Some people also like to tackle the issue from a statistical perspective and check at which entry point schools have the biggest intake (compared to the number of applicants). But again, it is hard to say if it is easier to get in at one level or the other because it just depends on how ready your child is compared to other children. And even if you can compare acceptance rates versus applicant numbers, it is hard to say if the quality of applicants at the different entry points is comparable.
Now that we know that a prep school till 11+/13+ may be less stressful than a pre-prep, of course that means an all-through school that does not require the child to take any entrance exams (after the 4+) can make your life even easier! The benefits of an all-through school are massive. The obvious one is that you have long-term certainty of a place and do not need to worry so much about what may happen during the 11+/13+ exam. It is true that children may still need to take the exam and reach a minimum standard to maintain their place at the senior school, but it is still far easier to score high enough to maintain your place than it is to score in the top 1% or 5% to get in at 11+. The main benefit I see beyond that is that children can actually learn much more. If they can spend most of their time on a balanced and rich curriculum, rather than spending most of Years 5 and 6 on Maths and English test papers, they probably end up better educated in the long run.
The only problem is that there aren’t actually that many all-through schools in Central London. For girls, there Queen’s Gate, Francis Holland, Putney High School, and South Hampstead High School (if you still want to call those central). If you look at co-educational ones, Highgate seems to be the most popular. Because many people see the benefit of an all-through school, these schools are actually particularly competitive to get into, even at the 4+ level.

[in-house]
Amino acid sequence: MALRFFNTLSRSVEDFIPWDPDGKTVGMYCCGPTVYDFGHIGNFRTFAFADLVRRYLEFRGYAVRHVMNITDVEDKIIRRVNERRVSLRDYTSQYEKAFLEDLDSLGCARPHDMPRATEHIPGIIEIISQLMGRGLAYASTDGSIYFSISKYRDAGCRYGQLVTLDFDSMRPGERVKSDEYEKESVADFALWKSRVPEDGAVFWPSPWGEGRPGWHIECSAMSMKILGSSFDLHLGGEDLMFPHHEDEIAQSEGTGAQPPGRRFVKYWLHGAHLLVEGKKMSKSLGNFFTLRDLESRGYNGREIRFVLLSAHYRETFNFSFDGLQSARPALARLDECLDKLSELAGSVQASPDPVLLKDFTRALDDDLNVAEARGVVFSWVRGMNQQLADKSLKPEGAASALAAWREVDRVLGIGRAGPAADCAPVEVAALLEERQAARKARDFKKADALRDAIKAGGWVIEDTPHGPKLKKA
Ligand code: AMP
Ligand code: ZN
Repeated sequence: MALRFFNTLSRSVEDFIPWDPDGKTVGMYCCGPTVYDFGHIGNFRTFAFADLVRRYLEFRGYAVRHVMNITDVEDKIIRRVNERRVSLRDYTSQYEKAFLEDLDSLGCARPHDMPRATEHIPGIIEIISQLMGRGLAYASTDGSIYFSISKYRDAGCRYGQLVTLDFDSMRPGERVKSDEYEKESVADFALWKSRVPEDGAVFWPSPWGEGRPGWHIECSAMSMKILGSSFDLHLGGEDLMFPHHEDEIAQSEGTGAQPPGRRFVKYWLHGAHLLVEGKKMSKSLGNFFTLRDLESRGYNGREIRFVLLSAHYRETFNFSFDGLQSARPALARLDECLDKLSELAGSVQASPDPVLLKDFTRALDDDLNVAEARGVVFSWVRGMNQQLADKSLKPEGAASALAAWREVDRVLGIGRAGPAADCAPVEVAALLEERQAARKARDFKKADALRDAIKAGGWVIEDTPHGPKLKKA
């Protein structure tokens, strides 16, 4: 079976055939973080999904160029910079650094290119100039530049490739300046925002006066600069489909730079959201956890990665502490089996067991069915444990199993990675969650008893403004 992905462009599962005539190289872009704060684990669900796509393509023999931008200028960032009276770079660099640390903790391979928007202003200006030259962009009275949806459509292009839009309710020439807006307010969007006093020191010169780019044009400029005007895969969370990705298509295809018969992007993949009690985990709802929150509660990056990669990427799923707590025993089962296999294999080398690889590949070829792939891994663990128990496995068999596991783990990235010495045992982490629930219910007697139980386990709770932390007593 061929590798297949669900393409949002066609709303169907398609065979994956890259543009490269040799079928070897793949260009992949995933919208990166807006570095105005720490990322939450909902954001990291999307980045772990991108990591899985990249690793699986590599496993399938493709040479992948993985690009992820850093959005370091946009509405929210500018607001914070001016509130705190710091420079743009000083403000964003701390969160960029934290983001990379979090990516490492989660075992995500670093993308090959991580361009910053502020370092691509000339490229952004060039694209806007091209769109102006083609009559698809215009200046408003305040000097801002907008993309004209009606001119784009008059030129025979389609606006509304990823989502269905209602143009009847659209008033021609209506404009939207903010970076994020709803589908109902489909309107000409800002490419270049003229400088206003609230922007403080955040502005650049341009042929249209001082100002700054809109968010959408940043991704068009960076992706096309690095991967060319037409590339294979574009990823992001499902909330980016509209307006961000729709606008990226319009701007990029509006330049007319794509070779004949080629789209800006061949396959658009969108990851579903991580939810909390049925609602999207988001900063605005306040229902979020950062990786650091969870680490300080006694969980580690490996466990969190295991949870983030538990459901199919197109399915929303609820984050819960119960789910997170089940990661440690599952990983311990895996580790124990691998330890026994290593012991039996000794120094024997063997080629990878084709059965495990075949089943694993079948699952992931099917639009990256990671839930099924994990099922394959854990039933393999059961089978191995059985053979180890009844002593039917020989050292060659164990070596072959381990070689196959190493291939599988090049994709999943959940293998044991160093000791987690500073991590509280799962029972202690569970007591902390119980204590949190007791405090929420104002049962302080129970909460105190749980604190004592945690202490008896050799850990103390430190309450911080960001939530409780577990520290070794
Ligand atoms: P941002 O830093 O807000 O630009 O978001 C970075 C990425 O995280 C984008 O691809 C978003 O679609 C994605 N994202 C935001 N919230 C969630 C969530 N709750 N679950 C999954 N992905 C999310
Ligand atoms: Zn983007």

Then of course you have the issue that they may be very good, but at the senior level many of them (North London Collegiate School aside) are not “the best”. So if you aim for “the best” school such as St Paul’s or Westminster, you might still prefer a prep school that will prepare a child for 11+ or 13+ entrance exams into the very top senior schools. In a way, if you choose an all-through school that is number 10 in London (see here for a ranking of London Day Schools by A-Level results), you settle for the number 10 and give up the option of sending your child to the number 1. This is a very valid argument, but I wonder how relevant really is it to attend the number 1 instead of number 10? Of course, you could say if your child is brilliant and exceptional, they really need to be at number 1. But in my experience, many more people aim to send their child to the number 1 school, not just those whose children really are so far off the charts that they have to be at St Paul’s and nowhere else. And even if your child is so exceptional that even the number 5 or 10 among London Day Schools is not good enough, you could probably argue they would get in eventually anyway, regardless of attending a prep school or not.
So as you can see, I am really warming up to the idea of avoiding prep schools and the whole 11+ exam preparation process. In my case, it is a bit more complicated because the prep school is within walking distance, while the all-through school is a 15 minute drive away. Prep schools also differ in terms of how much curriculum time they dedicate to exam preparation, and some can be far more tedious than others. It’s worth asking a school how they do 11+ preparation during your school visits.
To all those currently preparing their kids for 4+ / 7+ / 8+ / 11+ exams in January, best of luck and don’t stress too much! As my friend’s daughter tells her mum: “Don’t worry, mummy, I can handle this!”. It is usually the parents who are more stressed than the children!
You may also want to read All you need to know about the 7+ exam!